In a recent interview with the New York Times, Singita’s founder Luke Bailes alluded to the immense and ongoing challenge of conserving Africa’s most vulnerable landscapes. “No matter how much work we do, there is always more to be done because wildlife areas continue to be under threat.” He described this as the biggest conservation issue faced by the company, with specific problems like poaching and the pressure placed on the continent’s natural resources by rapid population growth as contributing factors to the health and security of Africa’s biodiversity. As the construction of Singita Kwitonda Lodge continues in Rwanda, our community and conservation team is already hard at work, and facing a similar set of challenges as those seen elsewhere in the land under our care.
Claudine Tuyishime runs the conservation programme at Singita Kwitonda and is responsible for building and managing strong relationships with key stakeholders including local authorities, NGOs and community members. She is also working on the development and implementation of projects that will fulfil our conservation vision, which is based on the three interdependent pillars of biodiversity, sustainability and community. Her days involve environmental monitoring and protection on and around the site, following up on the plant nursery and landscape reforestation, working closely with contractors to ensure that safe and sustainable practices are followed, and organising community consultation meetings and regular communication with local authorities.
Singita’s 178-acre property sits on the border of Volcanoes National Park; one of four national parks in Rwanda, and also its most heavily patrolled. It has significance as the home of one third of the world’s remaining mountain gorillas – a critically endangered wildlife population which is under the constant threat of poaching. The illegal extraction of natural resources like minerals and timber is an issue across Rwanda’s protected areas, as is bush meat poaching, which is why the government invests so heavily in law enforcement and education. The Rwanda Development Board (RDB), the national body in charge of tourism, plays a crucial role in not only attracting visitors but also tackling the conservation work required to ensure that tourists have beautiful wilderness areas to explore.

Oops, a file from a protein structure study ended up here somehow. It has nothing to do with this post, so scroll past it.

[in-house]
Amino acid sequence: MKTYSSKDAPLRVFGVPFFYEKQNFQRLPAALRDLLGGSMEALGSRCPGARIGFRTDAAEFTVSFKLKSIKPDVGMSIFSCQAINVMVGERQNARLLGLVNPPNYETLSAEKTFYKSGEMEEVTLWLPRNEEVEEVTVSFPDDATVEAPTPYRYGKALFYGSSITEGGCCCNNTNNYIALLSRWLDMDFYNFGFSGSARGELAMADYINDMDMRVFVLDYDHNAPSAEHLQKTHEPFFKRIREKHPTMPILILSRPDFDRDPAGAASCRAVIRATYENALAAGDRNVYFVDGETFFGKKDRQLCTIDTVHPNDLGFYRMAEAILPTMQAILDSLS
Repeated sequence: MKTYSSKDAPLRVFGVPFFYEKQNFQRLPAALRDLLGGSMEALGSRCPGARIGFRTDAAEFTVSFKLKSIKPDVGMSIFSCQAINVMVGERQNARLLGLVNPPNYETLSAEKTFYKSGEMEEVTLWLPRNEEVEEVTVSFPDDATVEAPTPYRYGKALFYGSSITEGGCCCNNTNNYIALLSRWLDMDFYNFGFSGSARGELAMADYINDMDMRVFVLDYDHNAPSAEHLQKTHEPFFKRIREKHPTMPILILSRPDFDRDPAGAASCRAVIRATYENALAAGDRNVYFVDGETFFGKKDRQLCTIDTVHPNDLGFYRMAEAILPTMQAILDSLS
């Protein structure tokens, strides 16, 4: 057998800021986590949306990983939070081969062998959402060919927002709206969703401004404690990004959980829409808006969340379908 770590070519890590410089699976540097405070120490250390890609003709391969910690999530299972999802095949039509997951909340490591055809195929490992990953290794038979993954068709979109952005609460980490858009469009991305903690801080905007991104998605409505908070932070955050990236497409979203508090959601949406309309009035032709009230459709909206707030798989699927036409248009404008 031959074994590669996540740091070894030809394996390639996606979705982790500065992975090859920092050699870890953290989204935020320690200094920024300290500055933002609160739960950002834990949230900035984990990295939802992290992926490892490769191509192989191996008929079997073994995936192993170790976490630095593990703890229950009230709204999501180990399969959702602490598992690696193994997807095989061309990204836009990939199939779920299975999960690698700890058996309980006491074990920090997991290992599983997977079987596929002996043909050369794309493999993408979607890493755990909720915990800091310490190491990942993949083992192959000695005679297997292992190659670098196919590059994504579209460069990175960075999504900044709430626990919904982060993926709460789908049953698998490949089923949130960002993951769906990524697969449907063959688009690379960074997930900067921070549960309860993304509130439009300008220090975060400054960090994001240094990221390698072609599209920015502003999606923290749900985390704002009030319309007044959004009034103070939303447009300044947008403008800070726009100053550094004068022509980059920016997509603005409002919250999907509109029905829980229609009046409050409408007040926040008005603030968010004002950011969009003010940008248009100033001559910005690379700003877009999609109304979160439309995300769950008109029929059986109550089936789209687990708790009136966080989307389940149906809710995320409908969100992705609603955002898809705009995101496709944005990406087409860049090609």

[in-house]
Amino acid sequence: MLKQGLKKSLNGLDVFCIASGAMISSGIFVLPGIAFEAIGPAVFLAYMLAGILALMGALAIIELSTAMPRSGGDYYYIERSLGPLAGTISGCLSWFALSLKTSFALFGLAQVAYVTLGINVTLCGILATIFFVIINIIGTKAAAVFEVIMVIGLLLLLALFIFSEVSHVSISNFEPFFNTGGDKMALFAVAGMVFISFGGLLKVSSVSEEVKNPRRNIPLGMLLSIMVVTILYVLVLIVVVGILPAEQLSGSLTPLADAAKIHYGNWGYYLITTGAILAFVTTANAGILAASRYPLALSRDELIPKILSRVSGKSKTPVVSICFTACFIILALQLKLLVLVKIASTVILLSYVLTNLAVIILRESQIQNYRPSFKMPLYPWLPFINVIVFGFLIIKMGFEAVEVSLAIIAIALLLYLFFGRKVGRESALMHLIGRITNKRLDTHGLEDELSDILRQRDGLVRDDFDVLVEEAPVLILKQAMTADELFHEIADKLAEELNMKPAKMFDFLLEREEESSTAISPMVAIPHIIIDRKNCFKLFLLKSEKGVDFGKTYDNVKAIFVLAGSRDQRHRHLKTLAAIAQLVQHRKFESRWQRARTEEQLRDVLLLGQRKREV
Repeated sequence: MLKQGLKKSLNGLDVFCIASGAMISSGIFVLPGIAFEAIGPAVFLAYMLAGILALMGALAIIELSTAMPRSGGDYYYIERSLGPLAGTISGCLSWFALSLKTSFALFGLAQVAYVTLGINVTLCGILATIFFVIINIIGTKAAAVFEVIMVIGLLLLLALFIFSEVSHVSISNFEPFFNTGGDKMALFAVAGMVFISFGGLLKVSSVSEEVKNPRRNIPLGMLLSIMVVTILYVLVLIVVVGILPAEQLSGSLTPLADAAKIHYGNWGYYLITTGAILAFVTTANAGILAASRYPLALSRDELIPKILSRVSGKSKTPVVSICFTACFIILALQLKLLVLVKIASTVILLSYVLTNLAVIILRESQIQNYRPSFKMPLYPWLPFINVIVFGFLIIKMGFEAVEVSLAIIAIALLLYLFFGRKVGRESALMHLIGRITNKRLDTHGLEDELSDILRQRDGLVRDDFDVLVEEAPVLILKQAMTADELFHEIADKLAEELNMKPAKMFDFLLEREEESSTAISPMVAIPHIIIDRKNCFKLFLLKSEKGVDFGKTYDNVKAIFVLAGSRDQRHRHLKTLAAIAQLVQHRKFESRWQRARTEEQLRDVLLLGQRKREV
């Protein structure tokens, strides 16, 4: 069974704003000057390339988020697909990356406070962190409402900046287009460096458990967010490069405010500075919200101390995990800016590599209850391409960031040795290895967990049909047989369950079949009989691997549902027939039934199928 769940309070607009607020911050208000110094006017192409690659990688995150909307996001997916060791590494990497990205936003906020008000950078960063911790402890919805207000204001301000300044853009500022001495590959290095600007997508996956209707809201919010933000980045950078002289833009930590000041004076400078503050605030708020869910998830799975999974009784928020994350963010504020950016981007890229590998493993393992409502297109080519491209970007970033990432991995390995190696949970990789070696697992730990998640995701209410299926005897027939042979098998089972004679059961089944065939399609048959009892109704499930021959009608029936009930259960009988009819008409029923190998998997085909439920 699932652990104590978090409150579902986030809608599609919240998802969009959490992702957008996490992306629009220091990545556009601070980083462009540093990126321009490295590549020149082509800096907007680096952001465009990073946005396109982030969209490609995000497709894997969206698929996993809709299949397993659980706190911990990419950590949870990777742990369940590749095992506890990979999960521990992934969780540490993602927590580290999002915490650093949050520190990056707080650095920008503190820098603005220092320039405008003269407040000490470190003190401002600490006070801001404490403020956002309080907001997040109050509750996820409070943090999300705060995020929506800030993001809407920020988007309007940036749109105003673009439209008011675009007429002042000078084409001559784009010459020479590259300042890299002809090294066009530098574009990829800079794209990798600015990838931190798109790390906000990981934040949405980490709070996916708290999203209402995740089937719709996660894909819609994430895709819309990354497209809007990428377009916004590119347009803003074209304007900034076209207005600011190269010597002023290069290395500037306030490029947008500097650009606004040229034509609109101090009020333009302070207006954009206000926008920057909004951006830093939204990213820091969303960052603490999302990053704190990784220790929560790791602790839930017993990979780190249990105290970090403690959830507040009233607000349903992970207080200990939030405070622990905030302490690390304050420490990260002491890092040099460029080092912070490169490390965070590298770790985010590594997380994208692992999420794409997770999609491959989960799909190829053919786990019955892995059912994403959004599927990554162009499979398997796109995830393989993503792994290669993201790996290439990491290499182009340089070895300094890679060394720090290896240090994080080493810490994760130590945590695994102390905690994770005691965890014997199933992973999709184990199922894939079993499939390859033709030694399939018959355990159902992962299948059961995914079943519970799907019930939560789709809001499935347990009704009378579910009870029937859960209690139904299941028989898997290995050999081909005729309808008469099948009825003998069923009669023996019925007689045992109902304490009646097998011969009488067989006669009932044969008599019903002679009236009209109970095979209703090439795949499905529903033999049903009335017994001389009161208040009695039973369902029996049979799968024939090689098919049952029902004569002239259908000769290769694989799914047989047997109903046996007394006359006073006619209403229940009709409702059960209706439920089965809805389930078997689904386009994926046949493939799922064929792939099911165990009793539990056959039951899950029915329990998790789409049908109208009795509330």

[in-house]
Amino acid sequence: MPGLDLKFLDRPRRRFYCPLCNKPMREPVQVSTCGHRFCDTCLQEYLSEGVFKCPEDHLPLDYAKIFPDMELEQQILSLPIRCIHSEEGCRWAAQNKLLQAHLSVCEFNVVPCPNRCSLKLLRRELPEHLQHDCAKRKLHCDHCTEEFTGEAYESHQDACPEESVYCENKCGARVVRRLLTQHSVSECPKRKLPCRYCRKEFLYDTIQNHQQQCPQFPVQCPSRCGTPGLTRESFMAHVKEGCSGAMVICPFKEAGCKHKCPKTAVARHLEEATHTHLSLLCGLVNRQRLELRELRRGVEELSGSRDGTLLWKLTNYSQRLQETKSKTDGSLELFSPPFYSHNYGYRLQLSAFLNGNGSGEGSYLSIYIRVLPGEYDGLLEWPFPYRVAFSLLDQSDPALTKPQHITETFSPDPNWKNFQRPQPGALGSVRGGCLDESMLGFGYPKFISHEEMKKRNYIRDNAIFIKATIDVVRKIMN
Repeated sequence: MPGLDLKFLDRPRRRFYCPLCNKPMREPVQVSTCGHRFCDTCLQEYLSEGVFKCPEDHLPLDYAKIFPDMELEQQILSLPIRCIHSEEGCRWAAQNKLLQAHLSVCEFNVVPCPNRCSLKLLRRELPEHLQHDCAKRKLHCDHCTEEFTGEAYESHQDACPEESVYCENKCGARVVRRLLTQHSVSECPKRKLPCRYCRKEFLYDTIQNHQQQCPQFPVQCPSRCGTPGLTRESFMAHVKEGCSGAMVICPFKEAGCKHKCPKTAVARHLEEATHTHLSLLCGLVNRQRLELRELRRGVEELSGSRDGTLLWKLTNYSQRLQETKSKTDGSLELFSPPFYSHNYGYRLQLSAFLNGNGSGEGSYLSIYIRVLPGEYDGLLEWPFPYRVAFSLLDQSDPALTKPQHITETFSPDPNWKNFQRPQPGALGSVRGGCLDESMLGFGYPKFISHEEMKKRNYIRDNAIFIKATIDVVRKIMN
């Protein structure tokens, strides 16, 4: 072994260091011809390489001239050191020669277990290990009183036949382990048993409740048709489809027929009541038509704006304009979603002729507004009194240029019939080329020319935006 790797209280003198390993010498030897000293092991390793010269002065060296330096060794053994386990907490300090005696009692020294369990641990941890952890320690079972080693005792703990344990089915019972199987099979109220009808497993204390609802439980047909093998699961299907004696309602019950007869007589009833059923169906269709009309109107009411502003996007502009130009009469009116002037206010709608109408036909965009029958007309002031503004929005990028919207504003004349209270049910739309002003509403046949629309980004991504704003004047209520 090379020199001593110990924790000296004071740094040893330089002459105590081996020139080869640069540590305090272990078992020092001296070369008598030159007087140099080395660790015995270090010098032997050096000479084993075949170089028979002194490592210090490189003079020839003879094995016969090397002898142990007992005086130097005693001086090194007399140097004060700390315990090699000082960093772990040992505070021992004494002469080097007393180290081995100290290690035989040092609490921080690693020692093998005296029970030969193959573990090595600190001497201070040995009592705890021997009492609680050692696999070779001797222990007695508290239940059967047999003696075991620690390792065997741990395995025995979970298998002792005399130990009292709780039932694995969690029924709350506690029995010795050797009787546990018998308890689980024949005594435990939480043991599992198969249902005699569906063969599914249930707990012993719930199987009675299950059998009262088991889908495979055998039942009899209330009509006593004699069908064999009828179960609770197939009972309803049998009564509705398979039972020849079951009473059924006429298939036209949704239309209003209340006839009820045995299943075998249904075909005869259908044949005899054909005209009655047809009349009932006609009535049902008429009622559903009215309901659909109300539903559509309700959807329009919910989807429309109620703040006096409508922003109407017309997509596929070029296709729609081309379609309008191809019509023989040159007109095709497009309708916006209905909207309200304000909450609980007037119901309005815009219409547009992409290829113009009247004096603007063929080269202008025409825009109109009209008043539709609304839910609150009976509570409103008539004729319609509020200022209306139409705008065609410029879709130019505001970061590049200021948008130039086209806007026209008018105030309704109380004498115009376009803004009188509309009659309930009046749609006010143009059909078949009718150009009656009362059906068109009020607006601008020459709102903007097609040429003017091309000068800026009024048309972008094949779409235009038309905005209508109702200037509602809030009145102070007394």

Although Rwanda has one of the fastest growing tourism sectors in Africa today and a government that is dedicated to sustainable development, private sector involvement remains essential to the country’s economic growth. Singita’s contribution in this regard is strongly tied to the livelihood of the people who live alongside the protected areas. Supporting small enterprises is a key part of the community partnership work which is already underway, and, along with various planned education and environmental awareness initiatives, will continue to be a focus area once the lodge opens in August 2019. As Claudine puts it, “we’re thinking about the next generation of conservation leaders.”
The communities on the outskirts of Volcanoes National Park and others like it in Rwanda are already heavily involved in the industries created by the protection of the land. The existence of the reserve has not only had a ripple effect for social welfare but, even more critically, created job opportunities which lessen the dependence that impoverished communities have on poaching. Local communities also participate in a government-mandated revenue sharing programme where 10% of tourism revenues generated by the Park goes back to the community. To put this in real terms, over US$600,000 was distributed last year to more than 158 community-based projects through the programme.
For our part, Singita has already employed roughly 200 local people on the construction site, while 70 more permanent staff will be recruited from the area once the lodge is up and running. It is an exciting time for our company, as Kwitonda provides us with an opportunity to raise the bar for sustainable tourism once again and broaden the reach of the conservation work that drives everything we do. It is also a chance to introduce our guests to an incredibly moving and memorable wildlife experience that has a direct impact on the future of a species that is approaching the verge of extinction; an environmental tragedy that Singita is committed to ensuring never becomes reality.
The opening of Singita Kwitonda Lodge puts gorilla trekking within easy reach and gives guests the option of combining a visit to Rwanda with a classic East Africa safari at Singita’s private concession on the Serengeti plains in Tanzania. Singita Serengeti is home to six unique lodges and camps set in distinctive parts of the vast 350,000-acre private concession. Bookings for Singita Kwitonda Lodge are open now – please visit our Rwanda microsite to find out more »